The group also questioned whether it was normal for kids to kiss on a children’s TV show from the ’90s, noting that it doesn’t happen anymore. “Why? Because we are not more conservative,” asked Rider.

The actor who answered his question puts forward the theory that people these days have much more access to variety, adding: Of the place – I don’t watch shows for that.”

And Danielle said, “Maybe it’s because people who write content don’t feel comfortable asking the actual 12, 13, 14, 15 years old now. -Old man? Do you know when I was on set? [as an adult] Here’s the conversation: We don’t do that. Because it’s inconvenient to tell a 14-year-old to do it.’”

“I didn’t ask that question back then.” Will intervened. Daniel agreed and added: “We were actors. It doesn’t matter if it’s uncomfortable or comfortable. Whatever the writer wrote, he did it himself, and if there were any inconveniences, he made me feel that it is inappropriate to express them.”

“You really are like, ‘I don’t want to do this. I don’t feel comfortable,’ he said. “You are a prop. As an actor, you say and do what is written on the page, you don’t ask or question.”

“It is very difficult to have autonomy as a child actor,” Rider said. “If you don’t want to defend yourself, do something, or say certain lines in a certain way, you start to feel like you’re causing problems and start believing that it’s not good for your health. “

This isn’t the first time the group has expressed discomfort about the way child actors are treated. boy meets the world.

at Previous podcastsDanielle recalled that show’s producer Michael Jacobs was threatened with an ax after being dissatisfied with rehearsals for the show’s first episode at the age of 12.

Danielle was drafted on a short notice to replace another girl who was supposed to play Topanga, and she held back tears after embarking her in front of the rest of the cast and staff by telling her the producers were saving rehearsal notes for her. remembered that The day is over because if he lets everyone else stay, they’ll all be “here for hours.”

Daniel said, “All I know specifically is, ‘All I know is that if you don’t come back tomorrow doing this completely different thing, you won’t be here either.’” She was “sweating” remembering that moment almost 30 years ago.

Her story upset the episode’s director, David Trainer, who guested on that week’s podcast, and he told her: “This is a disgusting story. There are lots of cool things about it. [Michael Jacobs], but there are some disgusting things. This is one. Does listening to this make you sweat? I’m really mad. Enough to make me want to stop doing this podcast. I don’t want to have anything to do with that person. This is not how you work. I’m glad it was a hit, but it’s disgusting.”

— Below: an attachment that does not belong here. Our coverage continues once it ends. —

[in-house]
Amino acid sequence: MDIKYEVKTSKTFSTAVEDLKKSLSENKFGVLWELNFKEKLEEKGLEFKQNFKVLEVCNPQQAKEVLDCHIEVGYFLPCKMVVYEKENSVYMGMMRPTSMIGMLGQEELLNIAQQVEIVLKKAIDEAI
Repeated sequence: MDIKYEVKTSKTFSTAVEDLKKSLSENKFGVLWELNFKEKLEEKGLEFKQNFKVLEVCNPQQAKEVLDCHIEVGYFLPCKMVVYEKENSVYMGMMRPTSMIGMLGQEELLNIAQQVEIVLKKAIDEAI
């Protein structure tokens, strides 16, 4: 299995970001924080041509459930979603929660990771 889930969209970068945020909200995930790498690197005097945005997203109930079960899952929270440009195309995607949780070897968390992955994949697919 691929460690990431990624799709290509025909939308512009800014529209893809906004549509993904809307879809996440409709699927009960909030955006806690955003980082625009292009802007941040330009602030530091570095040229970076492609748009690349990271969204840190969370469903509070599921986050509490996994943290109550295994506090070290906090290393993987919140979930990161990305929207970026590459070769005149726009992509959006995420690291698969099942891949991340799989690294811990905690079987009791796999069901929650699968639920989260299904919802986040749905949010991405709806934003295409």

and this weekDaniel revealed that there was a large pay gap between her and her male cast, and that her agent and father eventually forced her to boycott table reading in order to earn a higher salary.

Danielle first appeared in the fourth episode of Season 1, “Cory’s Alternative Friends,” and was only scheduled to appear in one episode. However, her character, Topanga, became a hit and she was brought back for several episodes in that season before becoming a firm part of the cast going forward.

She explained, “I was considered a series regular in season two, but still didn’t do all the episodes.” “I was a series regular with 13 guarantees. [episodes]And I think I did about 19 out of 22.”

Rider remembered Danielle getting angry on Daniel’s behalf when he wasn’t included in the show’s promotional photo shoot or season 2’s opening credits, and he told her: It’s so tough and she’s not part of the main cast.’”

Daniel told his listeners: , we did not expect you.’ But in season 2 you knew. When season 2 came, I was given my role.”

“In season 1, I knew it wasn’t part of the budget,” she continued. “I didn’t know there were other series coming out on a regular basis, but when season 2 came… those excuses had to come out the window, season 3 was running, and they were using the same excuses.”

“There was still a pay gap when you made it clear that Cory and Topanga were one thing,” Will added.

“I had to threaten not to attend the table reading,” Daniel said. “Dad didn’t have that. My Dad and Judy Savage [her agent] I was negotiating with ABC or Disney and they said to me, ‘You shouldn’t go’ and I was sobbing. ‘”

In fact, 12-year-old Daniel remembered telling his family that he would never talk again if he was fired for a boycott because he was so worried about losing his dream job. However, she eventually did not appear in the table read, and although it was hinted that the problem was resolved, she did not elaborate.

Danielle, Will, and Rider all agree that there are far more shocking experiences to return to in the coming weeks, which will undoubtedly captivate listeners.

BuzzFeed News asked ABC for comment.

August 12, 2022 at 17:33 PM

correction: “Grandma Was The Rolling Stones” is episode 7 of season 1. boy meets the world. Older versions of this post misspelled the season.